The benefit of digital regulatory reporting lies in using a common data standard, including a data-dictionary and data model, across the financial industry. This ultimately provides interoperability, with a standardised model that allows for accurate and efficient exchange of data between all institutions and between internal systems. It also reduces the burden of reconciliations (inter-institutional post-trade reconciliations being a particular concern by ISDA) and integration transformations between systems (straight-through-processing), thereby allowing business teams to focus on value-add activities. A common standard also promotes transparency as the industry and regulators share greater alignment on regulatory judgements and data definitions. Scalability of the solution through the use of reusable machine-executable code and a standard data model also reduces the number of data points required for various types of regulatory reports.


Despite these potential benefits, digital regulatory reporting has yet to gain momentum to move past proof of concept and tackle the real-world complexities of an end-to-end automated solution. The process of designing, building and vetting the various elements of the solution will require intense collaboration and consultation amongst industry stakeholders including regulators, supervisory bodies and risk and compliance functions. The FCA alone regulates over 58 000 firms illustrating the scope of such engagement.[2] Furthermore, all financial services industries will have their unique ecosystem of technology, architecture and reporting processes that have accumulated over decades of operations. An industry-wide transformation of the reporting landscape will require exceptionally well planned, funded and motivated rollout.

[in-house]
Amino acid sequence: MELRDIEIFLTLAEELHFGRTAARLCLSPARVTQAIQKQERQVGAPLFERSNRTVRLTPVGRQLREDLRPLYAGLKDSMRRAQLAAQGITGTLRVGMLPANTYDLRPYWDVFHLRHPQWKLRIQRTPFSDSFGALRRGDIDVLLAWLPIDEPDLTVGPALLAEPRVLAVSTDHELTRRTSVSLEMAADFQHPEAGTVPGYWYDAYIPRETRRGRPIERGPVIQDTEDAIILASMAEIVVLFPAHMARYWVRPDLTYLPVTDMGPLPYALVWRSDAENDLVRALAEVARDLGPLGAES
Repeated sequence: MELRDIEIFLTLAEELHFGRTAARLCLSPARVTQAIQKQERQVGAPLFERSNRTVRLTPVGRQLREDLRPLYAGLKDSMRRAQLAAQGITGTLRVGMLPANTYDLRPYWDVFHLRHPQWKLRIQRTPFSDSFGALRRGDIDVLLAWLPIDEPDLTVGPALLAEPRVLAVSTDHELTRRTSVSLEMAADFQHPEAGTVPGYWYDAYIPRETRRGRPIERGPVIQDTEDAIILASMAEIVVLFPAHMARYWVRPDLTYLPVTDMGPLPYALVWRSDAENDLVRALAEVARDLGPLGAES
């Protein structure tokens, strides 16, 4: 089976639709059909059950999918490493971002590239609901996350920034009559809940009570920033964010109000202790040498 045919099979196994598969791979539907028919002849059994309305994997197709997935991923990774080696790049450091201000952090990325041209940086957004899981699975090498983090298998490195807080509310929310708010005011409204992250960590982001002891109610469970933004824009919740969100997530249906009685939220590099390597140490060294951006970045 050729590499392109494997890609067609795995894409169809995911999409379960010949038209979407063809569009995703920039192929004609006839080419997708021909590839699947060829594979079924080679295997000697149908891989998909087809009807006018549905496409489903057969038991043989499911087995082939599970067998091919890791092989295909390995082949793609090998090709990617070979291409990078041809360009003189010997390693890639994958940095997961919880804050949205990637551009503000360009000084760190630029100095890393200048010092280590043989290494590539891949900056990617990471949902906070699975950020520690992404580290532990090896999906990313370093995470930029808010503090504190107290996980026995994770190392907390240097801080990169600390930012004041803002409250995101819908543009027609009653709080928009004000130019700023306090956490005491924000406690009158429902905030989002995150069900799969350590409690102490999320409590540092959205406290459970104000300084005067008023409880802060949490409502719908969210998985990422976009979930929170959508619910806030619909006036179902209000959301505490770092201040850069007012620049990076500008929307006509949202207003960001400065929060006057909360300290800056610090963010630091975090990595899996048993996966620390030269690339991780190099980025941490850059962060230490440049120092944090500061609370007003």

Enabling innovation



Digital regulatory reporting is a major shift for the industry to accommodate but the solution would accelerate the pragmatic use of advanced technological innovation. Application of a distributed ledger technology in phase 1 of the DRR pilot was used for the transfer of regulatory logic to the industry, whereas cloud computing was used to store the dummy data of the firms. The use of artificial intelligence and machine learning is also being explored for result monitoring and analysis by regulators and supervisors. The large number of results available in machine-readable format provides a golden opportunity for AI to provide deep, automated oversight findings.  


Scott O’Malia, CEO of ISDA, wrote that this “is a once-in-a-generation opportunity to restructure the foundations of the market, and we need to grasp this opportunity”.[3] While there is no denying that the potential benefit of digital reporting will be immense, an efficient implementation is complex. Without strong leadership and direction from regulators and unified acceptance from the finance industry, reporting may remain as tedious and effort intensive as it has always been.

About Monocle



Monocle is an independent, results-focused management consulting firm specialising in banking and insurance with almost two decades of experience working alongside industry leading banks and insurance companies around the world. With offices in London, Amsterdam, Cape Town and Johannesburg, we service our clients across the United Kingdom, Europe, Scandinavia, Asia, South Africa and much of Sub-Saharan Africa. We design and execute bespoke change projects, from start to finish, bridging the divide between business stakeholders’ needs and the complex systems, processes and data that sit under the hood. We offer several unique capabilities to our clients, which have been forged over time through the combination of a highly specialised skillset and extensive experience working with the systems, processes and people that are at the heart of the financial services industry.

[1] M.Fowler & R.Parsons, ‘Domain Specific Languages’ (Addison Wesley, 2010).


[2] PAConsulting, ‘Digital Regulatory Reporting – A review of phase 1 and 2 of the digital regulatory reporting initiative’ (2020), https://www2.paconsulting.com/rs/526-HZE-833/images/DRR-Report-Sept-2020.pdf.


[3] ISDA, ‘ISDA Common Domain Model (ISDA CDM)... Why now?’ (2018), https://www.isda.org/2019/10/14/isda-common-domain-model/.